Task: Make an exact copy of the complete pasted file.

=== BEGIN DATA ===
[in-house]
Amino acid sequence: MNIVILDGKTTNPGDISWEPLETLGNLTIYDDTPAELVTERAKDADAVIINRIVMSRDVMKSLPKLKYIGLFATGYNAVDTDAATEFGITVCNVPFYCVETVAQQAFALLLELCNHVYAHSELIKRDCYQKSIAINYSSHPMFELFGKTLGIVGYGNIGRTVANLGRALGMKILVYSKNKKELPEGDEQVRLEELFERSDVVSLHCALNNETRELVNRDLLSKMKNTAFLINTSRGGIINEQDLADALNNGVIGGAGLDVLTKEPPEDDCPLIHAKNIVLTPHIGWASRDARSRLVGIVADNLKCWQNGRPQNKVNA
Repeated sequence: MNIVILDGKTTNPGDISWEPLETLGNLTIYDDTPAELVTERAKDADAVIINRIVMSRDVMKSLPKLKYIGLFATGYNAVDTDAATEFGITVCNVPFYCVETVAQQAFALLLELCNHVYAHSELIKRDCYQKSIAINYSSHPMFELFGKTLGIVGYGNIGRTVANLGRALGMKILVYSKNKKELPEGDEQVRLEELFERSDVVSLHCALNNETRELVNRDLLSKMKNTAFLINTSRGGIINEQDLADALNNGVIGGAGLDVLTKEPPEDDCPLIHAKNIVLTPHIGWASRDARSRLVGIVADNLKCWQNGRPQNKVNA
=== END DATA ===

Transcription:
[in-house]
Amino acid sequence: MNIVILDGKTTNPGDISWEPLETLGNLTIYDDTPAELVTERAKDADAVIINRIVMSRDVMKSLPKLKYIGLFATGYNAVDTDAATEFGITVCNVPFYCVETVAQQAFALLLELCNHVYAHSELIKRDCYQKSIAINYSSHPMFELFGKTLGIVGYGNIGRTVANLGRALGMKILVYSKNKKELPEGDEQVRLEELFERSDVVSLHCALNNETRELVNRDLLSKMKNTAFLINTSRGGIINEQDLADALNNGVIGGAGLDVLTKEPPEDDCPLIHAKNIVLTPHIGWASRDARSRLVGIVADNLKCWQNGRPQNKVNA
Repeated sequence: MNIVILDGKTTNPGDISWEPLETLGNLTIYDDTPAELVTERAKDADAVIINRIVMSRDVMKSLPKLKYIGLFATGYNAVDTDAATEFGITVCNVPFYCVETVAQQAFALLLELCNHVYAHSELIKRDCYQKSIAINYSSHPMFELFGKTLGIVGYGNIGRTVANLGRALGMKILVYSKNKKELPEGDEQVRLEELFERSDVVSLHCALNNETRELVNRDLLSKMKNTAFLINTSRGGIINEQDLADALNNGVIGGAGLDVLTKEPPEDDCPLIHAKNIVLTPHIGWASRDARSRLVGIVADNLKCWQNGRPQNKVNA